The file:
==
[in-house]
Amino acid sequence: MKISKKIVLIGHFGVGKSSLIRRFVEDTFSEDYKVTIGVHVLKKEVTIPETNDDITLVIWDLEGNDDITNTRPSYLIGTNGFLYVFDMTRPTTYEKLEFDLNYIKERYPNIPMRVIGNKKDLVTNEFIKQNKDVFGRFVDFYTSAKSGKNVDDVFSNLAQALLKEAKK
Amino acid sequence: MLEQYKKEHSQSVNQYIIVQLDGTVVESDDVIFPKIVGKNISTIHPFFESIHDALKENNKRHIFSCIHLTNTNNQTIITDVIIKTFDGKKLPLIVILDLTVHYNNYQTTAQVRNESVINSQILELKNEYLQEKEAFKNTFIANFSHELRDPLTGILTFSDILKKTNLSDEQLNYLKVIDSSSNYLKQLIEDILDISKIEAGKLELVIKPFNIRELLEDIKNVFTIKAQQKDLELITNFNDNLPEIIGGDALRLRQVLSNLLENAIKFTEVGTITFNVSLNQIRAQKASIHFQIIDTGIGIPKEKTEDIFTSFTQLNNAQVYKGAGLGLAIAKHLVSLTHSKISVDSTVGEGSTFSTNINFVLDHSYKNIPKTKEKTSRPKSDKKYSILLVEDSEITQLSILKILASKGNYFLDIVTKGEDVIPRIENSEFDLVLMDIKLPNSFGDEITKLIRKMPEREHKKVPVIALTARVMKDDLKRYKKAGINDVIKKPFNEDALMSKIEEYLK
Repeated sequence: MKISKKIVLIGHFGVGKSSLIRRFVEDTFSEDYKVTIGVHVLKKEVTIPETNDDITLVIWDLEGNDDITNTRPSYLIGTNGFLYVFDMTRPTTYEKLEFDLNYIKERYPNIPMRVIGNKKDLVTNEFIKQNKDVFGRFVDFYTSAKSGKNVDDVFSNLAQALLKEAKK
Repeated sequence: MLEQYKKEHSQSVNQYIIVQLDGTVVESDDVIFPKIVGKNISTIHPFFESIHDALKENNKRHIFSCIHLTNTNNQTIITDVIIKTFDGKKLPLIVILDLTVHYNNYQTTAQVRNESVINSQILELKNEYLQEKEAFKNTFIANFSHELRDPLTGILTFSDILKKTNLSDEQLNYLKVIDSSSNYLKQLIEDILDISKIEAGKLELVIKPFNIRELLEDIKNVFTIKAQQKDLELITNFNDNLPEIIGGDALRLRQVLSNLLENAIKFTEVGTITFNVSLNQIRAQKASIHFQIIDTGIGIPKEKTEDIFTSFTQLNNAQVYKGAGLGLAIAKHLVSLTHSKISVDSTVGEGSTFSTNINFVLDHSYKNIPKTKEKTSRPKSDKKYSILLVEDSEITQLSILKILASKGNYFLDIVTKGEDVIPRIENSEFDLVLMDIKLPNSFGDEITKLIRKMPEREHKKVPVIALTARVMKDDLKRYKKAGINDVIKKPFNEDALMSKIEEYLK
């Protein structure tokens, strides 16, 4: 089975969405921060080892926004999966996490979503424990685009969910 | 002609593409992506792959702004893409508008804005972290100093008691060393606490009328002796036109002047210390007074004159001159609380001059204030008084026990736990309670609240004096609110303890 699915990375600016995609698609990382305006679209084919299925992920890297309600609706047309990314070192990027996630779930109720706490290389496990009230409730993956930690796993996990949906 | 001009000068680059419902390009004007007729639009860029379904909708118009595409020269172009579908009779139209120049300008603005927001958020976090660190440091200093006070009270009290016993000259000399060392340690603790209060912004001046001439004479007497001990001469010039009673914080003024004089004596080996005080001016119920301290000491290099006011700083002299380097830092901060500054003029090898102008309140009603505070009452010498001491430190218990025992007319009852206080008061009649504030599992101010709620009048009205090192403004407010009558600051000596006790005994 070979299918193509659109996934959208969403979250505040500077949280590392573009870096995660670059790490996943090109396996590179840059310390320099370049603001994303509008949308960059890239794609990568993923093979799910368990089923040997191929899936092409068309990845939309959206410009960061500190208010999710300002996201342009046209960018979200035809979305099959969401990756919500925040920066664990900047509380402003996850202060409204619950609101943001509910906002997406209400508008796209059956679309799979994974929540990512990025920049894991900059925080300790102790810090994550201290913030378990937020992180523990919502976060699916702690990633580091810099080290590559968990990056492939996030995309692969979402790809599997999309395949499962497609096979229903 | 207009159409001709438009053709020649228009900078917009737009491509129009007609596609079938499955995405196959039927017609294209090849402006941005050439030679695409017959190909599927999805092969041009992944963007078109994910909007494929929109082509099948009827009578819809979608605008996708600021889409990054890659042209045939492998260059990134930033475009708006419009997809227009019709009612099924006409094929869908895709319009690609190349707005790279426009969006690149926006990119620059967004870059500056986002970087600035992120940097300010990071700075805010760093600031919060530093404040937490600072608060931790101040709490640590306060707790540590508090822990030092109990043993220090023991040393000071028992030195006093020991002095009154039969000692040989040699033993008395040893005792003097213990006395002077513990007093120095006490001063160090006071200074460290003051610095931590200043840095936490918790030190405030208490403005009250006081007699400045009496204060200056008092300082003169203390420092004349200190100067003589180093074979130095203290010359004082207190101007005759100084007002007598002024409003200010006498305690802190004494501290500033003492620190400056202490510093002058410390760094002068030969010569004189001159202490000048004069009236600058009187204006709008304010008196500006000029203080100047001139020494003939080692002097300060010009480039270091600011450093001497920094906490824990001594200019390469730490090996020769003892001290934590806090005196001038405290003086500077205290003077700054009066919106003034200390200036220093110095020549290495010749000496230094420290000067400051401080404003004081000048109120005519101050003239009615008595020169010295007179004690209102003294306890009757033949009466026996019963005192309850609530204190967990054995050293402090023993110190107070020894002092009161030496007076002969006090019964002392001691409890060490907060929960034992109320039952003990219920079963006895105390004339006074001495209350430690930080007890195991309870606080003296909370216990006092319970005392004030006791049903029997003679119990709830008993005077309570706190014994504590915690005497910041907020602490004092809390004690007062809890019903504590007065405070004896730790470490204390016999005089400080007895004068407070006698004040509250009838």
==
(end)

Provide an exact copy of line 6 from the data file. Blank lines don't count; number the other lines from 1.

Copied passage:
């Protein structure tokens, strides 16, 4: 089975969405921060080892926004999966996490979503424990685009969910 | 002609593409992506792959702004893409508008804005972290100093008691060393606490009328002796036109002047210390007074004159001159609380001059204030008084026990736990309670609240004096609110303890 699915990375600016995609698609990382305006679209084919299925992920890297309600609706047309990314070192990027996630779930109720706490290389496990009230409730993956930690796993996990949906 | 001009000068680059419902390009004007007729639009860029379904909708118009595409020269172009579908009779139209120049300008603005927001958020976090660190440091200093006070009270009290016993000259000399060392340690603790209060912004001046001439004479007497001990001469010039009673914080003024004089004596080996005080001016119920301290000491290099006011700083002299380097830092901060500054003029090898102008309140009603505070009452010498001491430190218990025992007319009852206080008061009649504030599992101010709620009048009205090192403004407010009558600051000596006790005994 070979299918193509659109996934959208969403979250505040500077949280590392573009870096995660670059790490996943090109396996590179840059310390320099370049603001994303509008949308960059890239794609990568993923093979799910368990089923040997191929899936092409068309990845939309959206410009960061500190208010999710300002996201342009046209960018979200035809979305099959969401990756919500925040920066664990900047509380402003996850202060409204619950609101943001509910906002997406209400508008796209059956679309799979994974929540990512990025920049894991900059925080300790102790810090994550201290913030378990937020992180523990919502976060699916702690990633580091810099080290590559968990990056492939996030995309692969979402790809599997999309395949499962497609096979229903 | 207009159409001709438009053709020649228009900078917009737009491509129009007609596609079938499955995405196959039927017609294209090849402006941005050439030679695409017959190909599927999805092969041009992944963007078109994910909007494929929109082509099948009827009578819809979608605008996708600021889409990054890659042209045939492998260059990134930033475009708006419009997809227009019709009612099924006409094929869908895709319009690609190349707005790279426009969006690149926006990119620059967004870059500056986002970087600035992120940097300010990071700075805010760093600031919060530093404040937490600072608060931790101040709490640590306060707790540590508090822990030092109990043993220090023991040393000071028992030195006093020991002095009154039969000692040989040699033993008395040893005792003097213990006395002077513990007093120095006490001063160090006071200074460290003051610095931590200043840095936490918790030190405030208490403005009250006081007699400045009496204060200056008092300082003169203390420092004349200190100067003589180093074979130095203290010359004082207190101007005759100084007002007598002024409003200010006498305690802190004494501290500033003492620190400056202490510093002058410390760094002068030969010569004189001159202490000048004069009236600058009187204006709008304010008196500006000029203080100047001139020494003939080692002097300060010009480039270091600011450093001497920094906490824990001594200019390469730490090996020769003892001290934590806090005196001038405290003086500077205290003077700054009066919106003034200390200036220093110095020549290495010749000496230094420290000067400051401080404003004081000048109120005519101050003239009615008595020169010295007179004690209102003294306890009757033949009466026996019963005192309850609530204190967990054995050293402090023993110190107070020894002092009161030496007076002969006090019964002392001691409890060490907060929960034992109320039952003990219920079963006895105390004339006074001495209350430690930080007890195991309870606080003296909370216990006092319970005392004030006791049903029997003679119990709830008993005077309570706190014994504590915690005497910041907020602490004092809390004690007062809890019903504590007065405070004896730790470490204390016999005089400080007895004068407070006698004040509250009838």